I have found myself doing a lot of new things in my “old age”. I have never thought of myself as health conscious until recently, and I didn't think of myself as a foodie until I was recently the guest of Québec Region for a 3-day tour of Québec City and the opening of the Holy Door at the Notre Dame de Québec Basilica (I'll be sharing more on that later this week.)
Québec City was voted one of the World's 20 Best Food Cities in 2015 and a visit there, as I found out, could turn anyone into a foodie! You won't be disappointed as there is a grand french feast awaiting you behind every restaurant and bistro's open door. Here is where to eat in Québec City:
Our guide had planned quite the culinary tour beginning with Le Pain Béni where they cater to gluten free folks and treated me like royalty. It was my first time to try sushi (the salmon and egg appetizer) and I don't think I'm quite the sushi type, but the main course was the softest beef tips I've ever eaten, with the choice of a huge créme brûlée or decadent Valrhona chocolate mousse for desert. I think I could have eaten that meal for dinner every night we were there.
Le Pain Béni is tucked away along the rue Sainte-Anne, just one up from the Basilica and might be something you missed if you weren't looking for it. Once inside however, you will realize it is also a small boutique hotel with just a few rooms tastefully maintaining the balance between modern decor and the vintage building it is housed in.
A late evening walk for a ride down the city wall on the funicular on our second evening found us at L'Échaudé (73, rue du Sault-au-Matelot) which was another unimposing delight. Off the beaten path, this restaurant was packed the entire night. And I must say, the people of Québec City still know how to enjoy a lengthy 3-course meal. Nothing was hurried, but not in a bad way. It was relaxing to enjoy a leisurely dinner with our newfound friends also on the tour. Here we were treated to Acorn Squash Fondue and Pancetta appetizers, Braised Pork Cheeks with Apple Cider and Foie Gras and Sugar Pie for dessert.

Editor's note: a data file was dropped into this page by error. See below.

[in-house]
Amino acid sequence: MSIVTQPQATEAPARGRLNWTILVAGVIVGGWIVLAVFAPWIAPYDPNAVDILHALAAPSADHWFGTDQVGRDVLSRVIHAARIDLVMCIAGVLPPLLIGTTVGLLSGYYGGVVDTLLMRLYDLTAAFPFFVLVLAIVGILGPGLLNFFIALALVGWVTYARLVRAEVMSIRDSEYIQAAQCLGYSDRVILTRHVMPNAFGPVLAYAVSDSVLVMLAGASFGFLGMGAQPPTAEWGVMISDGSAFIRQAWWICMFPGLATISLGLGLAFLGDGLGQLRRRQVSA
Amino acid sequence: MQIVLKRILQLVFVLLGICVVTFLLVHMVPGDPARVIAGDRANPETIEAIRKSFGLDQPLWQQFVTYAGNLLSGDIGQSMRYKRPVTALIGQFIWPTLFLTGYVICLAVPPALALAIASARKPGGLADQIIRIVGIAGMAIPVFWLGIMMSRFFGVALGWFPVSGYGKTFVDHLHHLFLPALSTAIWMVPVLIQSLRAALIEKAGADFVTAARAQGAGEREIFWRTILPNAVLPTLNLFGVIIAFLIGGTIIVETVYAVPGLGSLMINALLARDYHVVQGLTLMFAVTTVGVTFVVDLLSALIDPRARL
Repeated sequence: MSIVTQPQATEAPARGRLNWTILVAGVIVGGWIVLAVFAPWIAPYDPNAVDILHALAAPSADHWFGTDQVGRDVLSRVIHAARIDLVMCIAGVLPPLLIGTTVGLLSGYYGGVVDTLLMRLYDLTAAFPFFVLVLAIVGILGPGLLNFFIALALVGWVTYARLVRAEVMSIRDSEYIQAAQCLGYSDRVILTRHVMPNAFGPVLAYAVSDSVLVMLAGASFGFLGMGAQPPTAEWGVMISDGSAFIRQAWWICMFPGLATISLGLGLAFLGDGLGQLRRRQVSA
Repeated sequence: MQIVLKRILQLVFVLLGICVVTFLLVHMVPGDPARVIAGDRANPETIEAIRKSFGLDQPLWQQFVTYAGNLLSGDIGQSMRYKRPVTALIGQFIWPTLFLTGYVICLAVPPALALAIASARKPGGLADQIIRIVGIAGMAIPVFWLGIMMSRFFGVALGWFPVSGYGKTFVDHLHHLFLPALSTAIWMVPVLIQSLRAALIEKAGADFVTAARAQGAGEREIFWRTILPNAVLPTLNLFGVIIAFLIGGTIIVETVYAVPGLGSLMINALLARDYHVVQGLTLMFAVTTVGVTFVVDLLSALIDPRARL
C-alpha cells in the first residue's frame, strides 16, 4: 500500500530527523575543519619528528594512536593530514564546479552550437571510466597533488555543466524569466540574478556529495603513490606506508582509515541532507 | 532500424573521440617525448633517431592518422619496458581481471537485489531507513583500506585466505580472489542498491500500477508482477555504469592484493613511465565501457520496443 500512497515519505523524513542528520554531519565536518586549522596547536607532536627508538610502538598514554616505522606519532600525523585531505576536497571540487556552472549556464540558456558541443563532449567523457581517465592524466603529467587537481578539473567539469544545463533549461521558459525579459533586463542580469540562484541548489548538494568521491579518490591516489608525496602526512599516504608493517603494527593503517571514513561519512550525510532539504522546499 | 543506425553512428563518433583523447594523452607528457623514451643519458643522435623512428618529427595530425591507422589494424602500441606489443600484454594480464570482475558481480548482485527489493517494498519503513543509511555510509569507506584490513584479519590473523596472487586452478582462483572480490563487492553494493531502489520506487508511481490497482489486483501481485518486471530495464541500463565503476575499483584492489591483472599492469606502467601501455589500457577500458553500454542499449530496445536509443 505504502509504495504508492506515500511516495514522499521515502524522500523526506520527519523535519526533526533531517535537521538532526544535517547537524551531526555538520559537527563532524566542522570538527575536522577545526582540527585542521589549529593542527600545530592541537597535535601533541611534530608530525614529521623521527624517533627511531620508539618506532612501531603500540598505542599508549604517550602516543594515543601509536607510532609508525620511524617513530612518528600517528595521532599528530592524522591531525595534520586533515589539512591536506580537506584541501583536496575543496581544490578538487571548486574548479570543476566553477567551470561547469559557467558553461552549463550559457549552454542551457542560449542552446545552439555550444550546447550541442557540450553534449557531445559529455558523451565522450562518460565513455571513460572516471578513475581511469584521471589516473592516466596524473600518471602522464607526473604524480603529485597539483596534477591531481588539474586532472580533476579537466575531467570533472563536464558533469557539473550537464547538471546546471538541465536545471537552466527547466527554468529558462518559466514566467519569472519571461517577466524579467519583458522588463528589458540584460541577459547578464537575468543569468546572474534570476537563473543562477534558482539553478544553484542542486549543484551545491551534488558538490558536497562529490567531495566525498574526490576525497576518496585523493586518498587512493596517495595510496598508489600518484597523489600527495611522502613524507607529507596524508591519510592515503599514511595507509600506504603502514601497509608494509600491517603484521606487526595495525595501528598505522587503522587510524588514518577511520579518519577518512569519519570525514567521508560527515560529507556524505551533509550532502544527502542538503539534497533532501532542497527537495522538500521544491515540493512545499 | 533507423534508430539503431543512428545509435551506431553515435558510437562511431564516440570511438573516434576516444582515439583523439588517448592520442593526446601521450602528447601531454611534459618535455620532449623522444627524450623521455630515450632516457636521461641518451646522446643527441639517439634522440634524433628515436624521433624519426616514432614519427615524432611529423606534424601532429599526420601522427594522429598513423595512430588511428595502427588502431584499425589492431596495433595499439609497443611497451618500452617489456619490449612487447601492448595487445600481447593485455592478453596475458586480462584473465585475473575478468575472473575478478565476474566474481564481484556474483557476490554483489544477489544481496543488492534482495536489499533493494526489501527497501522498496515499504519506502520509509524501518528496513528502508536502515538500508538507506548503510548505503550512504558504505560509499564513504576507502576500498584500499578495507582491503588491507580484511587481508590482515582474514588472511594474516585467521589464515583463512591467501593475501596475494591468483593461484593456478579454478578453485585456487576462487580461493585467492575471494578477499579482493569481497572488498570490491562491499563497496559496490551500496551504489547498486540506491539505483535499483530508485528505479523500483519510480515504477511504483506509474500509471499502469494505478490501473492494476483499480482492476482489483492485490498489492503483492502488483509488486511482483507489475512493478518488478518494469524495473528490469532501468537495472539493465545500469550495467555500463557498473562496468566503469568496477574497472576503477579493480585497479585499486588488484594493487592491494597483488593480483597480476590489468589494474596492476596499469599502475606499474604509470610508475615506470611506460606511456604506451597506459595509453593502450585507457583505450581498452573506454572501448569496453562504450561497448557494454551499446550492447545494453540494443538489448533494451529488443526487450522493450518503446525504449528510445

The restaurante at le Monastére has fabulous gluten free dishes and desserts as well, and I enjoyed a birthday dinner of duck stuffed quail, salads, gluten free bread and a blueberry pudding and chocolate fudge. The staff was very attentive and our waiter quite entertaining. And I love that the restaurant features mismatched chairs for seating all donated by local friends of the Monastery.
Right up the street from our accommodations at the Manior Victoria some of our group found breads, pastries and soup and salad with live accordion music at Café-boulangerie Paillard on St. Jean Street. (A note to gluten-free friends, most french créme soups do have gluten in them. Best to opt for the salad option just to be safe. I did not and was sorry.)
Another day for lunch a couple of us ventured out on our own to enjoy the repurposed ambiance at Batinse dining while seated at a table with a porch swing for chairs (above). The pigs in a blanket sausage was a delight (since I don't get good sausage at home in Mexico), the Shepherd's pie was superb, the Snow Taffy (caramel which hardens over your ice cream) wonderful, and we especially delighted in the uniqueness of the decor and the serving dishes:
The Christmas market behind City Hall offers some delicious tastings while out exploring in the evenings too: spirits, waffles, and fondu (which I did not try), hot cocoa, jams, jellies, honey, vineagars, sausages, pickled quail eggs, patín and so much more!
With something for everyone, if you do nothing else in this fabulous city for foodies, make plans to eat and to enjoy your meals! Do you have a favorite french dish? Please share in the comments below.